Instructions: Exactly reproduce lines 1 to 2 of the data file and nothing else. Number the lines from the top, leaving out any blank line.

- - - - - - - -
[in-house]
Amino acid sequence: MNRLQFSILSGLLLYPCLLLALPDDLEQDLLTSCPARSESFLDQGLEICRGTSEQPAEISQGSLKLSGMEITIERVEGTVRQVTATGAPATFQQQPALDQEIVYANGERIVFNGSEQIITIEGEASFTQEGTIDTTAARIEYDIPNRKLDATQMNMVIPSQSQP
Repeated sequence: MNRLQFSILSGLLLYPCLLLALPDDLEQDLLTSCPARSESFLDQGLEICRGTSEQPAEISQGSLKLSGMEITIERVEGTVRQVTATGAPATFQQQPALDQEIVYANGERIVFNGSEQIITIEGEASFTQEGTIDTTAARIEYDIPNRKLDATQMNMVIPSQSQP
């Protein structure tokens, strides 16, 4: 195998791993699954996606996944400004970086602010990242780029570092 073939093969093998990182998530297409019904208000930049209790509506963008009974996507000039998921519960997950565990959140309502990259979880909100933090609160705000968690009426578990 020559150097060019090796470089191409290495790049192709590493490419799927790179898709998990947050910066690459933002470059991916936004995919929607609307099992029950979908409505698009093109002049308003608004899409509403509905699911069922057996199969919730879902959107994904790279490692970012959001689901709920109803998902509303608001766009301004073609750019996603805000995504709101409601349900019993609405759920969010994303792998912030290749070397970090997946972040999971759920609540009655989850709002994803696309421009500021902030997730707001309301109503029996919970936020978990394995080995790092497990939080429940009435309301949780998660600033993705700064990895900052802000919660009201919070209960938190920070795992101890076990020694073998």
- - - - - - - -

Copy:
[in-house]
Amino acid sequence: MNRLQFSILSGLLLYPCLLLALPDDLEQDLLTSCPARSESFLDQGLEICRGTSEQPAEISQGSLKLSGMEITIERVEGTVRQVTATGAPATFQQQPALDQEIVYANGERIVFNGSEQIITIEGEASFTQEGTIDTTAARIEYDIPNRKLDATQMNMVIPSQSQP